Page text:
Cooling System Related Engine Overheating

April 21, 2010

Overheating engines happen. To be able to determine the source of the problem is the first step toward a successful repair whether you turn the wrenches or you defer to a professional technician.

First make sure the car is actually overheating. Steam wafting from under the hood does not mean the engine is running hot. Actually, it may not even be coolant that is causing the cloud. It could be leaking motor oil or other fluids that call the engine compartment home. Getting back to the cooling system, a ruptured hose or cooling tube leaking coolant onto hot parts of the engine will create steam and the fix here is replace the failed part, restore the integrity of the coolant and drive on. Had this situation not been tended to, the vehicle would have eventually run hot because of insufficient coolant level.

So there’s the first scenario, low coolant. Symptoms would include a rising temp gauge and lack of heater output as the coolant level goes down the heater core will underperform.

Next, you might have a restriction in the cooling system. The radiator is a likely place for this to happen. Think of the radiator as a giant filter that the vehicle’s cooling fluids (water and coolant) travel through constantly. Contaminants plug the tubes of the radiator and it loses its ability to dissipate heat, which it does by utilizing ambient air blowing against it as the car moves down the highway or by calling on the cooling fans when idling. Generally, this will cause the vehicle to run hotter as you drive faster since the radiator isn’t doing its job.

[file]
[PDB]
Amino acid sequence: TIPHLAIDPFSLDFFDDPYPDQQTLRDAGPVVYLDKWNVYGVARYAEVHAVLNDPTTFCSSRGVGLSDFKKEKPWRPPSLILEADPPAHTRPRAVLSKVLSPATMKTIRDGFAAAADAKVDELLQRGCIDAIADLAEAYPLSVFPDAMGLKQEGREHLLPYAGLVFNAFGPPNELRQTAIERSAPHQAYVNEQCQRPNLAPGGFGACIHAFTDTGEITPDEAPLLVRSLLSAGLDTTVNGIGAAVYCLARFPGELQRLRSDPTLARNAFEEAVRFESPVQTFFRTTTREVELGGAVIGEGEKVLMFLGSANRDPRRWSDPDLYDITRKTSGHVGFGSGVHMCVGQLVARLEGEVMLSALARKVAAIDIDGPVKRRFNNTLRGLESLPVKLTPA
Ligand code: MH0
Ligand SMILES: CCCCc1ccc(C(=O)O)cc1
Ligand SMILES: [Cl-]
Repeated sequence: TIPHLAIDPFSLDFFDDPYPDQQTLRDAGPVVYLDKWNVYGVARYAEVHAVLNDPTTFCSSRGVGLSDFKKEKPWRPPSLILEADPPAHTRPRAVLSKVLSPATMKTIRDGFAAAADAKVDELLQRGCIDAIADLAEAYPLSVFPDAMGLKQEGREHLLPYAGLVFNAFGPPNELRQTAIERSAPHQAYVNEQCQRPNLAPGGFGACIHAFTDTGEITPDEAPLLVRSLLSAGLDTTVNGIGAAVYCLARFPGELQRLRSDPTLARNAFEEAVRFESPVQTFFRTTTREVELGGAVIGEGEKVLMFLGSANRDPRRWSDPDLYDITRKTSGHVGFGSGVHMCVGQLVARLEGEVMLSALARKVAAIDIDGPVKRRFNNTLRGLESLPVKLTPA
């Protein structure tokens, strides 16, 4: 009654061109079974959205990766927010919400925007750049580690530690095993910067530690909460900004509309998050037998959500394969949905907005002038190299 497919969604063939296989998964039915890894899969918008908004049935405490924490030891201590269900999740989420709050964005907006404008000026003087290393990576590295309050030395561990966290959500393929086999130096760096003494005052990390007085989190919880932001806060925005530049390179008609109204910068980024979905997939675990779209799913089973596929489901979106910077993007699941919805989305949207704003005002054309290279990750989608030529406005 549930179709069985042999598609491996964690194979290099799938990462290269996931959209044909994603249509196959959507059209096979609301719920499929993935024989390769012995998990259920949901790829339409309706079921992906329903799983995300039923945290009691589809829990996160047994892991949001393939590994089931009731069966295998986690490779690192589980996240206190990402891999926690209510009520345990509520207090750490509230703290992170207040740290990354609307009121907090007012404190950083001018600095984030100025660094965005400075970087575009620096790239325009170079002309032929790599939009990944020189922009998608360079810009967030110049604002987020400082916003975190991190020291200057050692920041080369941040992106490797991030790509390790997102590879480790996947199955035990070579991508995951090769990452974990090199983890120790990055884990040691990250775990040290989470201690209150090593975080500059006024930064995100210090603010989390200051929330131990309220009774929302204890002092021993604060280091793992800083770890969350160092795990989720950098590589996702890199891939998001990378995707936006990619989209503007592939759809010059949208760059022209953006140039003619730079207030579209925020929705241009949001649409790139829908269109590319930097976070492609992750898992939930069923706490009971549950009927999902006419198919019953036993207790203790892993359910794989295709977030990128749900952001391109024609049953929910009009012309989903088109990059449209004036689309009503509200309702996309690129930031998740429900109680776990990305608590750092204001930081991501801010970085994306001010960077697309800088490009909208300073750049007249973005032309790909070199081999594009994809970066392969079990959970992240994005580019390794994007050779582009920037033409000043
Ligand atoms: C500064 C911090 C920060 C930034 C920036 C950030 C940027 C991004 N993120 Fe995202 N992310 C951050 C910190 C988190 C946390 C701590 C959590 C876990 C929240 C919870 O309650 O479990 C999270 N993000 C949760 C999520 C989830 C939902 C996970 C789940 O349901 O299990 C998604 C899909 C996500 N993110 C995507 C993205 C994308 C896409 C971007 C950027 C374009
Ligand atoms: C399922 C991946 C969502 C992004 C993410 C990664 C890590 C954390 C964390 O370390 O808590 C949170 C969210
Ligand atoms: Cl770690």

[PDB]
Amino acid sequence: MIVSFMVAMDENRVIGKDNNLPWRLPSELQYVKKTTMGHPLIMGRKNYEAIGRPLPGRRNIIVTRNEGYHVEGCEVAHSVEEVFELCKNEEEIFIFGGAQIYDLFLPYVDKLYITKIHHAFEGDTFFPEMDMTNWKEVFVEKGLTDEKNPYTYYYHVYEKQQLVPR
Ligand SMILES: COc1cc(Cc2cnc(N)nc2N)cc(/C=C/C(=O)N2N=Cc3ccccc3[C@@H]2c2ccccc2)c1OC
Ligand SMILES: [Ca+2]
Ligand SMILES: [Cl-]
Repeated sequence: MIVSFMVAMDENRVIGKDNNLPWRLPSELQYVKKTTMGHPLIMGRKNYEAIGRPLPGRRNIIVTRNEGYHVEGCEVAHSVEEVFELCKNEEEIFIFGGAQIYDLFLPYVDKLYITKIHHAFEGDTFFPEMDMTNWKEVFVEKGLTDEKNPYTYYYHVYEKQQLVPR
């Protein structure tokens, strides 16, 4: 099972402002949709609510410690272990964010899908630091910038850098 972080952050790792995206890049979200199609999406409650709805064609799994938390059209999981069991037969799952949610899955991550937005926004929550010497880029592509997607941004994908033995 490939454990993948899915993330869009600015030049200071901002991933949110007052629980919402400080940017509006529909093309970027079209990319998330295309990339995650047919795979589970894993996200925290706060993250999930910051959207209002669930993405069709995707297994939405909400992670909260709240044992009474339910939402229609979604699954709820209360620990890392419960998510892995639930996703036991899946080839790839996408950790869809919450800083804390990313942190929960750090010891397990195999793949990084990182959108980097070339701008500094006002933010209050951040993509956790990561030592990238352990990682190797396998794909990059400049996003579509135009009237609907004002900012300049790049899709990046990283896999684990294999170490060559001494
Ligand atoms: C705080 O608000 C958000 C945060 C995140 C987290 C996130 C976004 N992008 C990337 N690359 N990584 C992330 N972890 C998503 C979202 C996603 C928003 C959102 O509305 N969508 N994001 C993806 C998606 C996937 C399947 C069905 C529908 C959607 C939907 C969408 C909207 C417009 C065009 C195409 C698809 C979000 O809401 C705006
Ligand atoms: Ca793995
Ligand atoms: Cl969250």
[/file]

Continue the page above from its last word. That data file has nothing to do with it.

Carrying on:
The function of the thermostat is to get the engine up to operating temperature as quickly as possible by restricting the flow of coolant. However, sometimes thermostats stick closed. This causes the engine temperature to rise rapidly and generally there is also a loss of heat inside the car. Stuck thermostats that are not heeded can blow the tanks of the radiator apart or cause engines to seize.

Lack of air flow through the fins of the radiator will also cause an engine to run hot. Usually there are only two sources for this condition. They are debris collecting on the outside of the radiator or failed cooling fans that aren’t pushing or pulling air through it.

Another cooling system related cause of overheating is a malfunctioning water pump. This is usually the last place professionals look for two reasons. It’s the most difficult to confirm since it requires a labor intensive removal and it happens very rarely.

Cooling system related overheating is the major cause of cars running hot. Internal engine problems like bad head gaskets will also cause overheating and present themselves with their own set of symptoms. Whatever the cause, a rising temperature gauge indicating an overheated engine requires immediate attention.

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